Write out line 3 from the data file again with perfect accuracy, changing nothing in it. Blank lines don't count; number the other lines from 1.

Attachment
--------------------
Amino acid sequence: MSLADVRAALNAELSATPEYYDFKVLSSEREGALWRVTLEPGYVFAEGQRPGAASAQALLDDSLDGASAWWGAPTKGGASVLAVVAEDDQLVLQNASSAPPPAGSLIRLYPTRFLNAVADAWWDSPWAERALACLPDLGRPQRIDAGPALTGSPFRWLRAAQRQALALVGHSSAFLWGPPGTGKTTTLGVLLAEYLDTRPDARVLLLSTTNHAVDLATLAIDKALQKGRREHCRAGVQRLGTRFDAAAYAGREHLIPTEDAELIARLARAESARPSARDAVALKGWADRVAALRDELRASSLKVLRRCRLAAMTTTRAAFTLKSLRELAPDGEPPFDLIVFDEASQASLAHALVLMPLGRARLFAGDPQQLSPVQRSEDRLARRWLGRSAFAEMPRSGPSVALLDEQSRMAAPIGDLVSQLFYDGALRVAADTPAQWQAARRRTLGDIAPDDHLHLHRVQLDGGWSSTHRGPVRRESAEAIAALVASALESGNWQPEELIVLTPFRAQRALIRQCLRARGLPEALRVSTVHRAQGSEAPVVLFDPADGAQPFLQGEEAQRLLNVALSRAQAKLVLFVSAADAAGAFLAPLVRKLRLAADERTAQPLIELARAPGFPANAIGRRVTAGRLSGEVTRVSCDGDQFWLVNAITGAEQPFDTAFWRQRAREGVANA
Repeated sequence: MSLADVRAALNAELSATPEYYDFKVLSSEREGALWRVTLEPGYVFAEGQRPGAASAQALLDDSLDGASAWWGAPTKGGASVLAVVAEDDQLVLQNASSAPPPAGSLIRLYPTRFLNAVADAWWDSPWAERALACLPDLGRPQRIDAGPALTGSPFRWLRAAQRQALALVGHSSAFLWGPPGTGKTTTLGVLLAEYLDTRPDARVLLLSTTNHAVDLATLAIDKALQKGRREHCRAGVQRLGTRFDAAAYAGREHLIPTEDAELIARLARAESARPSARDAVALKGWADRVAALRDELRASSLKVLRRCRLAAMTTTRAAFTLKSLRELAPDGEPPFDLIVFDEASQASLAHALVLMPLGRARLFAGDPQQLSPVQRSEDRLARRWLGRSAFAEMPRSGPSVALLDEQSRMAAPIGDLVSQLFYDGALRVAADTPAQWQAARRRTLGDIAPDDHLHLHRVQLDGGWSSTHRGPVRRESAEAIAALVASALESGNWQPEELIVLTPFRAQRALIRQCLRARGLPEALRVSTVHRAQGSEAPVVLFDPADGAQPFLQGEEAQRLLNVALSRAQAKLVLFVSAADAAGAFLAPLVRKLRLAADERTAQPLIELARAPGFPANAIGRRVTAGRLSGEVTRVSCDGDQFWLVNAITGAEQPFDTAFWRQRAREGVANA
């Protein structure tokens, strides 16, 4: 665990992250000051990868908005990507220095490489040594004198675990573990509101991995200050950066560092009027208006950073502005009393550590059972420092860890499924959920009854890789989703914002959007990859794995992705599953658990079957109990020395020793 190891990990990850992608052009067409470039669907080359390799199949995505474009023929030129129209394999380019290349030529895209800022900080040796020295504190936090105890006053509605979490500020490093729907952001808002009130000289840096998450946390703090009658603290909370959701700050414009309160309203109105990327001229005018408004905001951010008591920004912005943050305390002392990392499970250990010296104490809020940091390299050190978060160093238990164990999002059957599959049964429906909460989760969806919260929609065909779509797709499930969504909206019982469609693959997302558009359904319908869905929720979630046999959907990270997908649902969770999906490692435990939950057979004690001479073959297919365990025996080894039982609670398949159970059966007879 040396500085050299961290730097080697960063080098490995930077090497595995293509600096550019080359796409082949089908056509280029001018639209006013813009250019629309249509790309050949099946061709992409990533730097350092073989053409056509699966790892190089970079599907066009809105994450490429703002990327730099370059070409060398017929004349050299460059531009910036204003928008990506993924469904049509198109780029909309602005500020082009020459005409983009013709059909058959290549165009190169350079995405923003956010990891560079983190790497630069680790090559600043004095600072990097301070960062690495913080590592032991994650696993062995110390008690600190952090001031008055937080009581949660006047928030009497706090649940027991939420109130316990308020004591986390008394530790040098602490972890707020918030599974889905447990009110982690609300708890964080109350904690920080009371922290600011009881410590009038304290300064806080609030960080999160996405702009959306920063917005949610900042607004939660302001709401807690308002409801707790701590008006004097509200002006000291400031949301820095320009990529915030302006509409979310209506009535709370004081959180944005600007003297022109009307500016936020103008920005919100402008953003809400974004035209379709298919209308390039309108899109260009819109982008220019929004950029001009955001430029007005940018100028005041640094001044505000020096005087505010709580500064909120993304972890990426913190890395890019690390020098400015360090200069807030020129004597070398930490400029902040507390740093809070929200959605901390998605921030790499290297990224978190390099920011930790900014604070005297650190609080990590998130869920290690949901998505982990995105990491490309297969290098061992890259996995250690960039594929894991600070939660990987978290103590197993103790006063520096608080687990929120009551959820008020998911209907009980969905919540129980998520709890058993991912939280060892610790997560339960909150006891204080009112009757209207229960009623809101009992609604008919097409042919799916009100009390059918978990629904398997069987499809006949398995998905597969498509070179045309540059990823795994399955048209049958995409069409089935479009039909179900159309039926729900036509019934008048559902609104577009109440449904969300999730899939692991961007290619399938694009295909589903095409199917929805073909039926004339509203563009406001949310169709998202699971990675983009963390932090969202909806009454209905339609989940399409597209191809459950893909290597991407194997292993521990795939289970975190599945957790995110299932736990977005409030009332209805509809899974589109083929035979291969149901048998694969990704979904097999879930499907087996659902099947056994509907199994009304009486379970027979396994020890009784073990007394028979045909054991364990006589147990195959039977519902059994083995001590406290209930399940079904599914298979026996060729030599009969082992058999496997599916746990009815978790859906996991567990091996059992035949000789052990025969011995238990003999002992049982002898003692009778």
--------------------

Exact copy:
């Protein structure tokens, strides 16, 4: 665990992250000051990868908005990507220095490489040594004198675990573990509101991995200050950066560092009027208006950073502005009393550590059972420092860890499924959920009854890789989703914002959007990859794995992705599953658990079957109990020395020793 190891990990990850992608052009067409470039669907080359390799199949995505474009023929030129129209394999380019290349030529895209800022900080040796020295504190936090105890006053509605979490500020490093729907952001808002009130000289840096998450946390703090009658603290909370959701700050414009309160309203109105990327001229005018408004905001951010008591920004912005943050305390002392990392499970250990010296104490809020940091390299050190978060160093238990164990999002059957599959049964429906909460989760969806919260929609065909779509797709499930969504909206019982469609693959997302558009359904319908869905929720979630046999959907990270997908649902969770999906490692435990939950057979004690001479073959297919365990025996080894039982609670398949159970059966007879 040396500085050299961290730097080697960063080098490995930077090497595995293509600096550019080359796409082949089908056509280029001018639209006013813009250019629309249509790309050949099946061709992409990533730097350092073989053409056509699966790892190089970079599907066009809105994450490429703002990327730099370059070409060398017929004349050299460059531009910036204003928008990506993924469904049509198109780029909309602005500020082009020459005409983009013709059909058959290549165009190169350079995405923003956010990891560079983190790497630069680790090559600043004095600072990097301070960062690495913080590592032991994650696993062995110390008690600190952090001031008055937080009581949660006047928030009497706090649940027991939420109130316990308020004591986390008394530790040098602490972890707020918030599974889905447990009110982690609300708890964080109350904690920080009371922290600011009881410590009038304290300064806080609030960080999160996405702009959306920063917005949610900042607004939660302001709401807690308002409801707790701590008006004097509200002006000291400031949301820095320009990529915030302006509409979310209506009535709370004081959180944005600007003297022109009307500016936020103008920005919100402008953003809400974004035209379709298919209308390039309108899109260009819109982008220019929004950029001009955001430029007005940018100028005041640094001044505000020096005087505010709580500064909120993304972890990426913190890395890019690390020098400015360090200069807030020129004597070398930490400029902040507390740093809070929200959605901390998605921030790499290297990224978190390099920011930790900014604070005297650190609080990590998130869920290690949901998505982990995105990491490309297969290098061992890259996995250690960039594929894991600070939660990987978290103590197993103790006063520096608080687990929120009551959820008020998911209907009980969905919540129980998520709890058993991912939280060892610790997560339960909150006891204080009112009757209207229960009623809101009992609604008919097409042919799916009100009390059918978990629904398997069987499809006949398995998905597969498509070179045309540059990823795994399955048209049958995409069409089935479009039909179900159309039926729900036509019934008048559902609104577009109440449904969300999730899939692991961007290619399938694009295909589903095409199917929805073909039926004339509203563009406001949310169709998202699971990675983009963390932090969202909806009454209905339609989940399409597209191809459950893909290597991407194997292993521990795939289970975190599945957790995110299932736990977005409030009332209805509809899974589109083929035979291969149901048998694969990704979904097999879930499907087996659902099947056994509907199994009304009486379970027979396994020890009784073990007394028979045909054991364990006589147990195959039977519902059994083995001590406290209930399940079904599914298979026996060729030599009969082992058999496997599916746990009815978790859906996991567990091996059992035949000789052990025969011995238990003999002992049982002898003692009778």